Monday, March 5, 2012

Systematic Theology--Chapter 1 gleanings

Last week I began my adventure with Wayne Grudem's Systematic Theology. It is 57 chapters and 1264 pages long (including appendices, etc.), and my plan/goal is to read through it in its entirety. Slowly and deliberately for sure, but fully nonetheless. I've wanted to do this for quite some time and have convinced myself repeatedly that I don't have time, but considering there's no deadline, that excuse is pretty much invalid, isn't it? So the adventure has begun. :-D

And since I'm guessing lots of people have much more valid reasons not to embark on this adventure right now, I thought I might post gleanings from each chapter as I study with the hope that either a) the gleanings will be helpful all by themselves or b) the gleanings will encourage and inspire others to begin their own journey into studying systematic theology. I am loving it so far. (Yes, I know I'm a nerd. Love me anyway, ok? :-P)

*I should note that I am using the 1994 version of ISBN 0310286700 just in case anyone actually references any of the page numbers I list below.

Chapter 1: Introduction to Systematic Theology

Systematic theology is any study that answers the question, "What does the whole Bible teach us today?" about any given topic.

Historical theology--a historical study of how Christians in different periods have understood various theological topics

Philosophical theology--studying theological topics largely without use of the Bible, but using the tools and methods of philosophical reasoning and what can be known about God from observing the universe

Apologetics--providing a defense of the truthfulness of the Christian faith for the purpose of convincing unbelievers

doctrine--what the whole Bible teaches us today about some particular topic

It is Scripture alone, not 'conservative evangelical tradition' or any other human authority, that must function as the normative authority for the definition of what we should believe. p. 25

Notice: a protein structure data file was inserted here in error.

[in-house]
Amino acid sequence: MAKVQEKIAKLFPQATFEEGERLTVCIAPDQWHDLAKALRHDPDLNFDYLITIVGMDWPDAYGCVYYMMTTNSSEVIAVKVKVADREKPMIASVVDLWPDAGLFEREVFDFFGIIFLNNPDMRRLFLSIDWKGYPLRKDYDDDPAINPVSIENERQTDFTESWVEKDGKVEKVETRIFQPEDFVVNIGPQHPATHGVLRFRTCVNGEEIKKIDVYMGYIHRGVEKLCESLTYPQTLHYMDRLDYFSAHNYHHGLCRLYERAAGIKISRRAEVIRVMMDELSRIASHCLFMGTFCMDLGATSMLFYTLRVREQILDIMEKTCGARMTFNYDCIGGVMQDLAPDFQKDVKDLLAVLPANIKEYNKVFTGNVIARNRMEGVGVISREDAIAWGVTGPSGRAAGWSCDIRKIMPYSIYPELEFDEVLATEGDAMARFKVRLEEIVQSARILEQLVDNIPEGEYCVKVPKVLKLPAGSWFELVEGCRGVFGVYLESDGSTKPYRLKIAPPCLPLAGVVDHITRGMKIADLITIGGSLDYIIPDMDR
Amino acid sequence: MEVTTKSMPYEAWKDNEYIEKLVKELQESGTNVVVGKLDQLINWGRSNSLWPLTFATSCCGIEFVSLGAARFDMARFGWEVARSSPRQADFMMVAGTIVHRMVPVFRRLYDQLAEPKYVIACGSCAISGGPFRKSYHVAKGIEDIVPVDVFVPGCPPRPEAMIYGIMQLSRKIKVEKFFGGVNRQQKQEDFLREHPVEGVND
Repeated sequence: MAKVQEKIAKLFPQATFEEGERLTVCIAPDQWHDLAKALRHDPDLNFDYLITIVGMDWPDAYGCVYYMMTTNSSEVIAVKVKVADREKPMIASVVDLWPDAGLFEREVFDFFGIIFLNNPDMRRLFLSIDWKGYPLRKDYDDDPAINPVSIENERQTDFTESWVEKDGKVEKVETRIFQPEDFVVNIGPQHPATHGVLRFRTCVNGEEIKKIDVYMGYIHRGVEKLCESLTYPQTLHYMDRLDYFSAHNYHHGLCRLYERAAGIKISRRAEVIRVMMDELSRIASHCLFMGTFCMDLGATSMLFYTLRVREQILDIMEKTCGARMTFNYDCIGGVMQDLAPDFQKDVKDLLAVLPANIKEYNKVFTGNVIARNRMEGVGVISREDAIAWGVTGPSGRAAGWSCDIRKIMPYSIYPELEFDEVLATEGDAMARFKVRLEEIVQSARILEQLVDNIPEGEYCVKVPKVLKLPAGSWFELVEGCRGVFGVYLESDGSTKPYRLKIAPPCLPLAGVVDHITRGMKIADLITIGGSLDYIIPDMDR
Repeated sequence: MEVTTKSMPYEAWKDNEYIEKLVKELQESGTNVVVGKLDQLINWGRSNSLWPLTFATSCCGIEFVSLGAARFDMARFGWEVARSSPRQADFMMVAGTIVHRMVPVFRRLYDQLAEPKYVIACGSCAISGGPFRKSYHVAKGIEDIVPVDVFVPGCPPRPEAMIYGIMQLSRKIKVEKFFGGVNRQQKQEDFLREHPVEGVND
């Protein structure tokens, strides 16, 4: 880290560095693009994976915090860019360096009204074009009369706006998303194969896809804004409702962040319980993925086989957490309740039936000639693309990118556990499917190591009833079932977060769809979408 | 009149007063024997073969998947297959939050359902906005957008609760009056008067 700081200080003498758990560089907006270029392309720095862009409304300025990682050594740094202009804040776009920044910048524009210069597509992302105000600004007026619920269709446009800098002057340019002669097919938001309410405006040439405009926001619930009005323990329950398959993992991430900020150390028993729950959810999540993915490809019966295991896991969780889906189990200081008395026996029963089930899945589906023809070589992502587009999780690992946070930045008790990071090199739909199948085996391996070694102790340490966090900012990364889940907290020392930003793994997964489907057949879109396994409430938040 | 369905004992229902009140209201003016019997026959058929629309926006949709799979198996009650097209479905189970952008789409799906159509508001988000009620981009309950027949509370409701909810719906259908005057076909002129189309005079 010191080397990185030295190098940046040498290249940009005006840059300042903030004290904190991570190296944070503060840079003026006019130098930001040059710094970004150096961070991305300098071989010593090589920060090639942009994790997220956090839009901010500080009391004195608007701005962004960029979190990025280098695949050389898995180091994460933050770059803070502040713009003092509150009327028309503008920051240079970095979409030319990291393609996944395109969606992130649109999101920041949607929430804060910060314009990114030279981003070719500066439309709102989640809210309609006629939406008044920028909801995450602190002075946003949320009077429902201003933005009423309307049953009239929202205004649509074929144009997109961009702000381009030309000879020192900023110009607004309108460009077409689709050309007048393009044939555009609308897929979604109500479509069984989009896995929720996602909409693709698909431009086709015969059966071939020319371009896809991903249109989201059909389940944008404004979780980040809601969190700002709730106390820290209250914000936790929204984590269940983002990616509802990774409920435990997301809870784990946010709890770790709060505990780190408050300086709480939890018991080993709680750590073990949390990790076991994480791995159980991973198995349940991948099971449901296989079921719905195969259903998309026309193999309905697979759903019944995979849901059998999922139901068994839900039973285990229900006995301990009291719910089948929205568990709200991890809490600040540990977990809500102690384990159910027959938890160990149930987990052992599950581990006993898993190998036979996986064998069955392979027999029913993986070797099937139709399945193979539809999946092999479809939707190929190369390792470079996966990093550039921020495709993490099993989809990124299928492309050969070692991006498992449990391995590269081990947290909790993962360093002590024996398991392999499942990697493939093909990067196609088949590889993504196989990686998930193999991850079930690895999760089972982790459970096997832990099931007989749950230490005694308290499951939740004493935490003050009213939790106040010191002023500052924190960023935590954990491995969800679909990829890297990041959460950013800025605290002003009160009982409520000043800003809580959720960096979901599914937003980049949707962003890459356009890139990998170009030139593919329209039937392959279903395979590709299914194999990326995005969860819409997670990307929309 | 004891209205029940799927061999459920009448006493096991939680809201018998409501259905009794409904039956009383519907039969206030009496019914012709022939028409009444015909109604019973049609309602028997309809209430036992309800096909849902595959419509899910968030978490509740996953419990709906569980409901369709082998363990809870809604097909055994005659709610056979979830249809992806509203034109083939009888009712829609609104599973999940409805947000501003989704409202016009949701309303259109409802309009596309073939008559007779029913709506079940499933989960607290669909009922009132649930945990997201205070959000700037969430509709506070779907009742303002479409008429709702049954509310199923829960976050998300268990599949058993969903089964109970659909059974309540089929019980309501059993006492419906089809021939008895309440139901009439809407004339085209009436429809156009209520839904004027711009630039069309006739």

Ethics vs. Theology:

Christian ethics--what God wants us to do and what attitudes he wants us to have

systematic theology--what God wants us to believe and know

. . .when we consider that the New Testament writings endorse the absolute confidence Jesus had in the authority and reliability of the Old Testament Scriptures as God's words. . . then it becomes evident that we cannot teach "all that Jesus commanded" without including all of the Old Testament (rightly understood in the various ways in which it applies to the new covenant age in the history of redemption) as well. p. 27

The Benefits of Studying Systematic Theology

  • It helps us overcome our wrong ideas. 
. . .studying theology helps us overcome our wrong ideas. If there were no sin in our hearts, we could read the Bible from cover to cover and, although we would not immediately learn everything in the Bible, we would most likely learn only true things about God and his creation. Every time we read it we would learn more true things and we would not rebel or refuse to accept anything we found written there. But with sin in our hearts we retain some rebelliousness against God. At various points there are--for all of us--biblical teachings which for one reason or another we do not want to accept. The study of systematic theology is of help in overcoming those rebellious ideas. p. 28
  • It helps us to be able to make better decisions later on new questions of doctrine that may arise.
. . .everything that the Bible says is somehow related to everything else the Bible says. [Consider a jigsaw puzzle.] The more pieces one has in place correctly to begin with, the easier it is to fit new pieces in, and the less apt one is to make mistakes. p. 29
  • It helps us grow as Christians.